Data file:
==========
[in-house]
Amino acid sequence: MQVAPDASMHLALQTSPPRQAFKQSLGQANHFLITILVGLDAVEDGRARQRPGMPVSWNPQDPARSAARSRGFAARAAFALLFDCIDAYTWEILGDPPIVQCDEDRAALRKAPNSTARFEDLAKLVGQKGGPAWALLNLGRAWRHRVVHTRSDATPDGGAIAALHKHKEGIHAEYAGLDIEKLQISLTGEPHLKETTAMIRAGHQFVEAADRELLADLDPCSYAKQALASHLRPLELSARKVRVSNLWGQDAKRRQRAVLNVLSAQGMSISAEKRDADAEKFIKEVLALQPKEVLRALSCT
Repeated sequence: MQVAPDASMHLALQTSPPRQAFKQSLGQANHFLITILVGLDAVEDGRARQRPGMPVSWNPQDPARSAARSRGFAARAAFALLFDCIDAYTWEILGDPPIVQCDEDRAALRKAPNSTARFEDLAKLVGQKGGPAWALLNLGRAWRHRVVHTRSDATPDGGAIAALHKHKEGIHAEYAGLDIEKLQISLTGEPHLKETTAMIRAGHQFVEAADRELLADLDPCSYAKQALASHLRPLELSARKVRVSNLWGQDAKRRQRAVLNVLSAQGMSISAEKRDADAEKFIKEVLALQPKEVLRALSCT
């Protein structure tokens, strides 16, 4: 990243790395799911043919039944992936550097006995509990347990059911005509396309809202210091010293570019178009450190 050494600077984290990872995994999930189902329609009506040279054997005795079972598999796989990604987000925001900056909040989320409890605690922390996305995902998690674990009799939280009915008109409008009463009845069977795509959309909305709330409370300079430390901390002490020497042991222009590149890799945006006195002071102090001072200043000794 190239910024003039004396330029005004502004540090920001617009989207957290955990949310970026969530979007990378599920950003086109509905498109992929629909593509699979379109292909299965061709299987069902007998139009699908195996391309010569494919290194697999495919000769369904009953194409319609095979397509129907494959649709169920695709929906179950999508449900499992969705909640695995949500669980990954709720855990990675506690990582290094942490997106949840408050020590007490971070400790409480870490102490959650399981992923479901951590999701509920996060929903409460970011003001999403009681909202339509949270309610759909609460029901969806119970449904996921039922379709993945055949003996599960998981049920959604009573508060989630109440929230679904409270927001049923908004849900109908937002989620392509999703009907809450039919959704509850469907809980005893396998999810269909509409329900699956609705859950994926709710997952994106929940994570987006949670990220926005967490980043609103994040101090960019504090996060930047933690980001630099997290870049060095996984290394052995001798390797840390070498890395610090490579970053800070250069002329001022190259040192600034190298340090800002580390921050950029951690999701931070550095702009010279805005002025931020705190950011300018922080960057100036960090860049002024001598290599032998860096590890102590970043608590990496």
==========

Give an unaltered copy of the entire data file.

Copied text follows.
[in-house]
Amino acid sequence: MQVAPDASMHLALQTSPPRQAFKQSLGQANHFLITILVGLDAVEDGRARQRPGMPVSWNPQDPARSAARSRGFAARAAFALLFDCIDAYTWEILGDPPIVQCDEDRAALRKAPNSTARFEDLAKLVGQKGGPAWALLNLGRAWRHRVVHTRSDATPDGGAIAALHKHKEGIHAEYAGLDIEKLQISLTGEPHLKETTAMIRAGHQFVEAADRELLADLDPCSYAKQALASHLRPLELSARKVRVSNLWGQDAKRRQRAVLNVLSAQGMSISAEKRDADAEKFIKEVLALQPKEVLRALSCT
Repeated sequence: MQVAPDASMHLALQTSPPRQAFKQSLGQANHFLITILVGLDAVEDGRARQRPGMPVSWNPQDPARSAARSRGFAARAAFALLFDCIDAYTWEILGDPPIVQCDEDRAALRKAPNSTARFEDLAKLVGQKGGPAWALLNLGRAWRHRVVHTRSDATPDGGAIAALHKHKEGIHAEYAGLDIEKLQISLTGEPHLKETTAMIRAGHQFVEAADRELLADLDPCSYAKQALASHLRPLELSARKVRVSNLWGQDAKRRQRAVLNVLSAQGMSISAEKRDADAEKFIKEVLALQPKEVLRALSCT
């Protein structure tokens, strides 16, 4: 990243790395799911043919039944992936550097006995509990347990059911005509396309809202210091010293570019178009450190 050494600077984290990872995994999930189902329609009506040279054997005795079972598999796989990604987000925001900056909040989320409890605690922390996305995902998690674990009799939280009915008109409008009463009845069977795509959309909305709330409370300079430390901390002490020497042991222009590149890799945006006195002071102090001072200043000794 190239910024003039004396330029005004502004540090920001617009989207957290955990949310970026969530979007990378599920950003086109509905498109992929629909593509699979379109292909299965061709299987069902007998139009699908195996391309010569494919290194697999495919000769369904009953194409319609095979397509129907494959649709169920695709929906179950999508449900499992969705909640695995949500669980990954709720855990990675506690990582290094942490997106949840408050020590007490971070400790409480870490102490959650399981992923479901951590999701509920996060929903409460970011003001999403009681909202339509949270309610759909609460029901969806119970449904996921039922379709993945055949003996599960998981049920959604009573508060989630109440929230679904409270927001049923908004849900109908937002989620392509999703009907809450039919959704509850469907809980005893396998999810269909509409329900699956609705859950994926709710997952994106929940994570987006949670990220926005967490980043609103994040101090960019504090996060930047933690980001630099997290870049060095996984290394052995001798390797840390070498890395610090490579970053800070250069002329001022190259040192600034190298340090800002580390921050950029951690999701931070550095702009010279805005002025931020705190950011300018922080960057100036960090860049002024001598290599032998860096590890102590970043608590990496």